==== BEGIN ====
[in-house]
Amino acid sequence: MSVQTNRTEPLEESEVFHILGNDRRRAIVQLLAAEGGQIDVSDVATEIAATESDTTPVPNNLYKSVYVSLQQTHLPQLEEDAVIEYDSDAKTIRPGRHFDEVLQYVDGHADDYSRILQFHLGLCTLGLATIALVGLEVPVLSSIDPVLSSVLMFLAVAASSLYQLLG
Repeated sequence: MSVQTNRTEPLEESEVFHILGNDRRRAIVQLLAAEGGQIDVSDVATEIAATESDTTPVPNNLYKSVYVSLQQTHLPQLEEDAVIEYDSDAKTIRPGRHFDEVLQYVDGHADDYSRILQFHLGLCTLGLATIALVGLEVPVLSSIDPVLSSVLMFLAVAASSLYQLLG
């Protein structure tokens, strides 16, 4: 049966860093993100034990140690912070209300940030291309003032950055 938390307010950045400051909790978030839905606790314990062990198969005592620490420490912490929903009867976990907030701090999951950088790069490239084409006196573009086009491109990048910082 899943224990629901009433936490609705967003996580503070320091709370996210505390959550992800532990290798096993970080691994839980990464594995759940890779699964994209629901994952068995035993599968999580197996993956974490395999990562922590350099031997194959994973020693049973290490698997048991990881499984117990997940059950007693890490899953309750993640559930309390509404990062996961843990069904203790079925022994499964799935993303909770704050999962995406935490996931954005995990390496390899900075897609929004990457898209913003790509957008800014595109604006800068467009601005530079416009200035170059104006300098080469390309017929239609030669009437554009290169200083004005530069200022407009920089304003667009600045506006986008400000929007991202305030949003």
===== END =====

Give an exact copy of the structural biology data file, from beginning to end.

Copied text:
[in-house]
Amino acid sequence: MSVQTNRTEPLEESEVFHILGNDRRRAIVQLLAAEGGQIDVSDVATEIAATESDTTPVPNNLYKSVYVSLQQTHLPQLEEDAVIEYDSDAKTIRPGRHFDEVLQYVDGHADDYSRILQFHLGLCTLGLATIALVGLEVPVLSSIDPVLSSVLMFLAVAASSLYQLLG
Repeated sequence: MSVQTNRTEPLEESEVFHILGNDRRRAIVQLLAAEGGQIDVSDVATEIAATESDTTPVPNNLYKSVYVSLQQTHLPQLEEDAVIEYDSDAKTIRPGRHFDEVLQYVDGHADDYSRILQFHLGLCTLGLATIALVGLEVPVLSSIDPVLSSVLMFLAVAASSLYQLLG
């Protein structure tokens, strides 16, 4: 049966860093993100034990140690912070209300940030291309003032950055 938390307010950045400051909790978030839905606790314990062990198969005592620490420490912490929903009867976990907030701090999951950088790069490239084409006196573009086009491109990048910082 899943224990629901009433936490609705967003996580503070320091709370996210505390959550992800532990290798096993970080691994839980990464594995759940890779699964994209629901994952068995035993599968999580197996993956974490395999990562922590350099031997194959994973020693049973290490698997048991990881499984117990997940059950007693890490899953309750993640559930309390509404990062996961843990069904203790079925022994499964799935993303909770704050999962995406935490996931954005995990390496390899900075897609929004990457898209913003790509957008800014595109604006800068467009601005530079416009200035170059104006300098080469390309017929239609030669009437554009290169200083004005530069200022407009920089304003667009600045506006986008400000929007991202305030949003």